Article Index

The activities of Mundus maris asbl and its partners to celebrate World Environment Day (5 June) and World Ocean Day 2022 (8 June) started already in May with raising awareness in two classes at the Colegio Bilingüe Báltico in the Veracruz Province, Mexico. The UN motto for this year 'Revitalization: Collective Action for the Ocean' is particularly stimulating and timely in the light of several major reports published in the last few months and painting a gloomy picture of greater negative impact of human action on the ocean than expected. Having said this, the research also shows that much worse can be prevented by determined collective action, e.g. weaning us faster from fossil fuels and delivering the deal in the World Trade Organization (WTO) to finally phase out harmful fisheries subsidies.

In Mexico, we supported a broad alliance composed of Limpiemos Veracruz, Kayam, Decididos, Ecosendero, OPEVER and Colegio Bilingue Báltico in the municipality of Alvarado in Veracruz Province. Maria Soledad Logozzo coordinated the different contributions on site by the partners to this initiative. They started out with producing an attractive series of informative slides to illustrate to two classes of secondary school students why it is so important to care for the ocean. The students were all eyes and ears and followed the presentations attentively. 


The students were then invited to test their newly acquired knowledge with a quiz provided by Mundus maris in collaboration with students at the Belgrano University in Buenos Aires (Spanish version here).

This was part of a wider initiative to draw the attention of citizens across all generations about the threats widespread plastic pollution, particularly micro-plastic was posing to marine life in the ocean and the lagoon bordering town. The campaigners also explained that such environmental pollution was negatively impacting public health. That was a good preparation to pass to action on the ground for a beach cleaning drive announced widely through the poster below for 28 May 2022.

And come they did from the youngest to the grandfather generation. And unfortunately, in a short time in the tropical sweaty climate, they collected really substantial amounts of garbage from the beach.


Special arrangements had been made to ensure that the garbage was properly picked up and disposed off to honour the clean-up effort. The hope is that more people realise that preventing the pollution is the way to go. A big thanks to the volunteers of the awareness campaign and particularly those facing down the garbage on the beach.

All eyes on WTO in Hilden, Germany

With World Ocean Day, 8 June, and the beginning of the 12th Ministerial Conference of the World Trade Organization (WTO) in Geneva around the corner, it was an opportunity not to be missed to inform more broadly about the importance of phasing out harmful fisheries subsidies and thus stop spending tax payers' money on funding industrial overfishing of the ocean. Having missed the deadline of 2020 to deliver on their mandate, target 14.6 of the Sustainable Development Goals (SDGs), expectations are that WTO finally cuts the overdue deal and reports progress to the UN Ocean Conference, taken place shortly afterwards in Lisbon, Portugal, from 27 June to 1 July.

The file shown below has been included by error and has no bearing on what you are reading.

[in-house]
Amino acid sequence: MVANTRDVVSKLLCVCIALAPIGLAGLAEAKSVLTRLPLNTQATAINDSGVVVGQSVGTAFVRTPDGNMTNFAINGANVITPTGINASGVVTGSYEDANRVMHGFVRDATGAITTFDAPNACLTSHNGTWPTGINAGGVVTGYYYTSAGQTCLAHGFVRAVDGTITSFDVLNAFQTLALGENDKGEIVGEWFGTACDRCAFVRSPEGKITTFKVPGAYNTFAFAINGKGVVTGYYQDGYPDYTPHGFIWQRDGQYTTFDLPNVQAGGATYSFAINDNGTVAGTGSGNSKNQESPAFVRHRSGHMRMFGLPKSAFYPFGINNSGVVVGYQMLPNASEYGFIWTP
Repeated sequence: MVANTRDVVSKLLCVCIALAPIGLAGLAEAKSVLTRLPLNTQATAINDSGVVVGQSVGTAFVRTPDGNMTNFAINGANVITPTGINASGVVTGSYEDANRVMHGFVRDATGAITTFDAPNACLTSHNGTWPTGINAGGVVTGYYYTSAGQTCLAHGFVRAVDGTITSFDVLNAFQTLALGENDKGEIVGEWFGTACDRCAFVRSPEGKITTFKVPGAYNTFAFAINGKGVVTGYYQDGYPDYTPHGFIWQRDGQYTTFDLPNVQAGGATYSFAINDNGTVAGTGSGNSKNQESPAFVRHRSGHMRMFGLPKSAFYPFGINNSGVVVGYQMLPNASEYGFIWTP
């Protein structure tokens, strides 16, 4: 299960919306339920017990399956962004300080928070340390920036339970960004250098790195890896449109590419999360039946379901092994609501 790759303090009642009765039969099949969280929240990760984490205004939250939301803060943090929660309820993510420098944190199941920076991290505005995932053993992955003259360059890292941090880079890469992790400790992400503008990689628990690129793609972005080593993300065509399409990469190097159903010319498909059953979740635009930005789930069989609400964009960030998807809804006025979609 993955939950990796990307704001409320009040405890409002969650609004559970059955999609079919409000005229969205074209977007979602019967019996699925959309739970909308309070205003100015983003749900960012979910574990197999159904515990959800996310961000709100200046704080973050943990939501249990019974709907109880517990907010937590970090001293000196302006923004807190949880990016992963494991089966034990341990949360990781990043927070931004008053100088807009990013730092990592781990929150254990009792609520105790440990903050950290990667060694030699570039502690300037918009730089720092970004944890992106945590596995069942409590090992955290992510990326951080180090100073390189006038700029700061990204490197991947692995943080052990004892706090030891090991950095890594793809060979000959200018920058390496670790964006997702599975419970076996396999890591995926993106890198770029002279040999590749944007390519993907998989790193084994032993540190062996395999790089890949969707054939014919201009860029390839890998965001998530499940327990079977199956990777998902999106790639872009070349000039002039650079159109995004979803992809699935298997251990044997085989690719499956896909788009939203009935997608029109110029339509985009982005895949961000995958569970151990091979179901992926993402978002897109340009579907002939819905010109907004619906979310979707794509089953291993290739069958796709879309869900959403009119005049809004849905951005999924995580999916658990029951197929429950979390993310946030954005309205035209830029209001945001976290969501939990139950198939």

Mundus maris is part of a very large alliance of civil society organisations following the negotiations in the WTO since several years and mobilising public pressure to achieve a substantive deal. We reported repeatedly in our monthly newsletter. The alliance supported the Chair, Ambassador Wills of Colombia, and the new Director General of WTO, Dr. Ngozi Okonjo-Iweala, former minister and environmental sustainability advocate born in Nigeria, through countless public actions, media campaigns and comments on draft treaty texts. Why is a WTO deal so crucial?

Because few governments with substantial long distance fleets spend about 22 billion USD per year of tax money to prop up oversized fleets stealing dwindling resources particularly from developing countries in Africa, Asia and Latin America. Only a small percentage of subsidies goes to coastal small-scale fisheries in such countries, which provide for about 25% of the fish food from the ocean. It is clear that despite their important role in local food security these small-scale fishers are no match for industrial fleets fishing for subsidies. These subsidies finance infact overfishing operations, which have already much reduced global catches since the mid-1990s. Without the subsidies, probably half the industrial fleet would not be economically viable and stop, thus giving resources a respite to recover and even saving the future of small-scale fishers and their catches. How important subsidies are can be seen e.g. in Europe, where a large chunk of the fleet remains tied up because of the steep rise in fuel costs. These tend to account for more than 60% of the overall operating costs, especially for distant water industrial vessels. Moreover, recent research into the particularly harmful industrial bottom trawling industry has shown that not only does it destroy essential habitat on the sea bottom, but also produces CO2 emissions likely higher than the aeronautics industry! At a time, when giving up our addiction to fossil fuels is entering the center stage of public conscience and societal debates, maintaining fuel subsidies for such industries feels completely fallen out of time, while artisanal fishers many well need public support to tie them over the current crisis.